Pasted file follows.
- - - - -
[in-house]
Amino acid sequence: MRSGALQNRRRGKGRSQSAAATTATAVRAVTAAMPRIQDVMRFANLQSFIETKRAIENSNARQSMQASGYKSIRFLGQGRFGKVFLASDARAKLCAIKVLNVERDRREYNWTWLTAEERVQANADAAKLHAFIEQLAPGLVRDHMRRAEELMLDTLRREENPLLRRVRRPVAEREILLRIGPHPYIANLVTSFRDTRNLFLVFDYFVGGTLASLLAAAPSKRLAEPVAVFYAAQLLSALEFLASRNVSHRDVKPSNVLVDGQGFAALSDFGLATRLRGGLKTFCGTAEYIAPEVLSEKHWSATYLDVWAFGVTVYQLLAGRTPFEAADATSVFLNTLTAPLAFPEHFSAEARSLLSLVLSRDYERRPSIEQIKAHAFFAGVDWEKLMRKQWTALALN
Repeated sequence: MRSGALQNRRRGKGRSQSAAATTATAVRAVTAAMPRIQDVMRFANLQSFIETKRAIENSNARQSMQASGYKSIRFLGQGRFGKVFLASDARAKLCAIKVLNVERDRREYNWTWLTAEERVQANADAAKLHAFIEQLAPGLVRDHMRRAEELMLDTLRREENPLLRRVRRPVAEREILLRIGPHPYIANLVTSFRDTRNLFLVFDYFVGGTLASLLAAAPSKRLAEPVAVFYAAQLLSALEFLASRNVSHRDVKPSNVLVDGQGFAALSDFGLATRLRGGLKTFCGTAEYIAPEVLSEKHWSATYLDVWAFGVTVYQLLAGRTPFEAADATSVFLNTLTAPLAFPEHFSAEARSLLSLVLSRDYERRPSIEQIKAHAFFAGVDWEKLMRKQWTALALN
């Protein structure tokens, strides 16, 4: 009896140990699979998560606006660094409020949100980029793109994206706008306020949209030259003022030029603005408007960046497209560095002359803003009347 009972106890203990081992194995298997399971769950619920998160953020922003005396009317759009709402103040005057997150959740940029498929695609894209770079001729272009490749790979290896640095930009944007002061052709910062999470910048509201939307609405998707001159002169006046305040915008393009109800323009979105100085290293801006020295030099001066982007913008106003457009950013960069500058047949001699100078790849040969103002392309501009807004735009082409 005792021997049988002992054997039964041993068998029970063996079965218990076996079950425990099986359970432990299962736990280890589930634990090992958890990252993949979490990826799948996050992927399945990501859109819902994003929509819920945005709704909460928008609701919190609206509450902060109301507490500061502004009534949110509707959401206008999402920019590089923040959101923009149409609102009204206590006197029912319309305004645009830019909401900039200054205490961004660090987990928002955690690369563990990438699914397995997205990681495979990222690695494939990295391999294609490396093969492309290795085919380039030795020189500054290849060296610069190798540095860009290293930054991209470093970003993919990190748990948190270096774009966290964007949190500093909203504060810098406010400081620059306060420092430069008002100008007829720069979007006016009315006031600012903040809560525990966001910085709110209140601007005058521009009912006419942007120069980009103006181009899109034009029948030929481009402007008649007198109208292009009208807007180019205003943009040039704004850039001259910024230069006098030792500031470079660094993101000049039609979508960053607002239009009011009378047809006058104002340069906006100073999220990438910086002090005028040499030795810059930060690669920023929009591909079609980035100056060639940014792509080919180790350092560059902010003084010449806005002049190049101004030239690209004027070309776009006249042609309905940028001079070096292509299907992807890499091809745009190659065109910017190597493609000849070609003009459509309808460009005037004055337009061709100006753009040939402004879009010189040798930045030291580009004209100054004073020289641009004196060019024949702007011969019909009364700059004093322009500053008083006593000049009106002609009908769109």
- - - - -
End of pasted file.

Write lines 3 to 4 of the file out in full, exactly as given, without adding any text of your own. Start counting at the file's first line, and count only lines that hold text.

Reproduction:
Repeated sequence: MRSGALQNRRRGKGRSQSAAATTATAVRAVTAAMPRIQDVMRFANLQSFIETKRAIENSNARQSMQASGYKSIRFLGQGRFGKVFLASDARAKLCAIKVLNVERDRREYNWTWLTAEERVQANADAAKLHAFIEQLAPGLVRDHMRRAEELMLDTLRREENPLLRRVRRPVAEREILLRIGPHPYIANLVTSFRDTRNLFLVFDYFVGGTLASLLAAAPSKRLAEPVAVFYAAQLLSALEFLASRNVSHRDVKPSNVLVDGQGFAALSDFGLATRLRGGLKTFCGTAEYIAPEVLSEKHWSATYLDVWAFGVTVYQLLAGRTPFEAADATSVFLNTLTAPLAFPEHFSAEARSLLSLVLSRDYERRPSIEQIKAHAFFAGVDWEKLMRKQWTALALN
């Protein structure tokens, strides 16, 4: 009896140990699979998560606006660094409020949100980029793109994206706008306020949209030259003022030029603005408007960046497209560095002359803003009347 009972106890203990081992194995298997399971769950619920998160953020922003005396009317759009709402103040005057997150959740940029498929695609894209770079001729272009490749790979290896640095930009944007002061052709910062999470910048509201939307609405998707001159002169006046305040915008393009109800323009979105100085290293801006020295030099001066982007913008106003457009950013960069500058047949001699100078790849040969103002392309501009807004735009082409 005792021997049988002992054997039964041993068998029970063996079965218990076996079950425990099986359970432990299962736990280890589930634990090992958890990252993949979490990826799948996050992927399945990501859109819902994003929509819920945005709704909460928008609701919190609206509450902060109301507490500061502004009534949110509707959401206008999402920019590089923040959101923009149409609102009204206590006197029912319309305004645009830019909401900039200054205490961004660090987990928002955690690369563990990438699914397995997205990681495979990222690695494939990295391999294609490396093969492309290795085919380039030795020189500054290849060296610069190798540095860009290293930054991209470093970003993919990190748990948190270096774009966290964007949190500093909203504060810098406010400081620059306060420092430069008002100008007829720069979007006016009315006031600012903040809560525990966001910085709110209140601007005058521009009912006419942007120069980009103006181009899109034009029948030929481009402007008649007198109208292009009208807007180019205003943009040039704004850039001259910024230069006098030792500031470079660094993101000049039609979508960053607002239009009011009378047809006058104002340069906006100073999220990438910086002090005028040499030795810059930060690669920023929009591909079609980035100056060639940014792509080919180790350092560059902010003084010449806005002049190049101004030239690209004027070309776009006249042609309905940028001079070096292509299907992807890499091809745009190659065109910017190597493609000849070609003009459509309808460009005037004055337009061709100006753009040939402004879009010189040798930045030291580009004209100054004073020289641009004196060019024949702007011969019909009364700059004093322009500053008083006593000049009106002609009908769109």